Documents: Man-Portable Air Defense System (MANPADS) collection program weekly summaries
Source: U.S. Department of Defense
Publication Dates: 5 December 2003 through 2 April 2004
The following tables and analysis are derived from documents* on a MANPADS collection program established by the US military following the looting of Iraqi military facilities in 2003. The documents, which consist of weekly progress reports, provide detailed data on the types and quantities of MANPADS and key components (missiles and launchers) recovered through the program, the value of payments for these items, and the quantity of MANPADS and components captured by coalition forces during the time period studied.
The data reveals that, despite repeated claims to the contrary, MANPADS collection programs can be effective in certain circumstances. In less than a year, Iraqi citizens turned in 934 MANPADS missiles and 277 launchers in exchange for a combined total of just $424,000. While most of the items collected were first generation SA-7-pattern systems and components, several dozen missiles and launchers for second-generation SA-14 and SA-16 MANPADS were also turned in, along with a smaller number of unspecified ‘other’ MANPADS. This data is summarized in Table 1.
Documents: Arms caches seized in Afghanistan, April through June 2011
Source: U.S. Department of Defense
Publication Dates: See below
Notes: As part ongoing efforts to better understand the weapons acquired and used by armed groups and other unauthorized end-users, Small Arms Survey submitted a request to US Central Command (CENTCOM) for documents and photos of arms caches recovered in Afghanistan from April through June 2011. In response to this request, CENTCOM provided the following storyboards (succinct summaries of cache seizures and other events). Many of the documents include photos of the markings on one or more of the seized items. The items consist primarily of older generation Chinese and Soviet-designed small arms, light weapons, and ammunition, along with large quantities of IED components and explosives. The items are consistent with those recovered from caches previously studied by Small Arms Survey.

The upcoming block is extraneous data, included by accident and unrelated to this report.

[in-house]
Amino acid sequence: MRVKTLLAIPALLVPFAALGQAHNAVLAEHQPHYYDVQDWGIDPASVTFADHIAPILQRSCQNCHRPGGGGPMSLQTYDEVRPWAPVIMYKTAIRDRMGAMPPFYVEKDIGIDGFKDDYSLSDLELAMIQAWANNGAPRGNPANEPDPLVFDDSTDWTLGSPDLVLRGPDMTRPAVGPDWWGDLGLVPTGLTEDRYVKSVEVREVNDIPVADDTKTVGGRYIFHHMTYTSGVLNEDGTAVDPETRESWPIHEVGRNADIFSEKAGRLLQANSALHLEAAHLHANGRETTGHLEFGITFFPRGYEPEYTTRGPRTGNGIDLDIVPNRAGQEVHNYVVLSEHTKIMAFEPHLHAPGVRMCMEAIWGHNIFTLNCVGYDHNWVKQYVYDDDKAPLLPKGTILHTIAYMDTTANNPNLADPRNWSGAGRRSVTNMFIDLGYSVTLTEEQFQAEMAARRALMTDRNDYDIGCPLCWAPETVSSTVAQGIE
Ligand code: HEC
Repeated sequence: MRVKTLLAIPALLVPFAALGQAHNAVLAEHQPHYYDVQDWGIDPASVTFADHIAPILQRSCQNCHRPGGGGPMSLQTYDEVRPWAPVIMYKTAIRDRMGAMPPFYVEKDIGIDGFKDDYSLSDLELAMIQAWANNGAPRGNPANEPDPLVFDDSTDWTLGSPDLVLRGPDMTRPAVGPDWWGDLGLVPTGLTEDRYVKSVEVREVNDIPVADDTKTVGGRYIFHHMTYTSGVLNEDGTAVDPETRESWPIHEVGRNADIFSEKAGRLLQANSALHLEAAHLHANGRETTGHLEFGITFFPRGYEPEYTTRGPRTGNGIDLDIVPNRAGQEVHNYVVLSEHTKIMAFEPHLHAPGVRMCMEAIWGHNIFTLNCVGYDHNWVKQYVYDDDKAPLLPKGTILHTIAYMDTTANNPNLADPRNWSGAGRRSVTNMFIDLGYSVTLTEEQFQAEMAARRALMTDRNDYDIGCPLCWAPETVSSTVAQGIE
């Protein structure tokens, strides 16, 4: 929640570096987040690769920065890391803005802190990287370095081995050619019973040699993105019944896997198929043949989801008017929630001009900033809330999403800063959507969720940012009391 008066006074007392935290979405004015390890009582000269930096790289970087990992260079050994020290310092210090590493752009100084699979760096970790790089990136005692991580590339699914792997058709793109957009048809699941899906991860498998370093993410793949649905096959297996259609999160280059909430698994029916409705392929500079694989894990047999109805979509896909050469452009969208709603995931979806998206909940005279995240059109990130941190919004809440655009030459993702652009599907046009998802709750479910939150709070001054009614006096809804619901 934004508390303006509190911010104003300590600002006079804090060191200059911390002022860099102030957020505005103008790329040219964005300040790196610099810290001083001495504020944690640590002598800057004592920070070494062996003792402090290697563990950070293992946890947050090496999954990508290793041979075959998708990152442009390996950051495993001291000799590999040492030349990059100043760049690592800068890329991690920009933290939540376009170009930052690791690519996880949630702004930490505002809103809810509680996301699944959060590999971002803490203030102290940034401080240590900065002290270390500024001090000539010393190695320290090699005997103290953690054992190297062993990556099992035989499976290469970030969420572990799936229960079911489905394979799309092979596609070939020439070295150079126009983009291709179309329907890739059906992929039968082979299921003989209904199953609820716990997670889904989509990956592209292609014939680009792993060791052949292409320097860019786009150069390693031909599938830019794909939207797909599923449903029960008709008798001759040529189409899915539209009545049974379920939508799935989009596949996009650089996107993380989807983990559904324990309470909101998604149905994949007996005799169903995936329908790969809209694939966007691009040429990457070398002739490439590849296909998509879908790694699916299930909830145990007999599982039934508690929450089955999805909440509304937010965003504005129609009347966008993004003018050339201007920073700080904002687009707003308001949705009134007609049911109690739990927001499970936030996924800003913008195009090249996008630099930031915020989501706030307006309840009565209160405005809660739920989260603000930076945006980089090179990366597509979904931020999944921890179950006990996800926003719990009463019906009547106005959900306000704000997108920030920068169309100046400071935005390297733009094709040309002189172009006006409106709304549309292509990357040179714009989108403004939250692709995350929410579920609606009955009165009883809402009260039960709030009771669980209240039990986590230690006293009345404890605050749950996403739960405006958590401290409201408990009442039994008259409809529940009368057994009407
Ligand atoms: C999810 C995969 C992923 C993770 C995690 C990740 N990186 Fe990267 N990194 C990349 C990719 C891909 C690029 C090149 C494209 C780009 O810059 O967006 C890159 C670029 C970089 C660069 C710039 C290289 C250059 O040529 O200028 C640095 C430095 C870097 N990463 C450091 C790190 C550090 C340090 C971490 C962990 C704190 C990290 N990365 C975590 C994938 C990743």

The documents were obtained under the US Freedom of Information Act. They are posted as received from the responding agency. For more data and information on illicit weapons in Afghanistan, see the links at the bottom of the post.
1) ERW – Weapons Cache, Kandahar, 2 April 2011. Items: Recoilless rifle rounds, rocket-propelled grenade (RPG) rounds and components, hand grenades, small arms ammunition. Includes photos of markings.
Document(s): Weapons seized by British forces in Afghanistan from November 2011 through October 2012.
Source: UK Ministry of Defence
Release Date: 17 December 2012
Notes: Obtained by Small Arms Survey and the Federation of American Scientists under the UK Freedom of Information Act. The request letter asked for ‘copies of photographs (and accompanying summaries) of weapons seized by British forces in Afghanistan from November, 2011 through October, 2012.’ Properly classified information was excluded from the request. Item identification reproduced verbatim from source.
The responsive documents provided by the UK MOD consisted of a list of items seized by UK forces (‘weapons seizure list’), along with several dozen photographs of the seized weapons identified in the list (see below). Note that the MOD did not include corresponding photographs for several items on the list.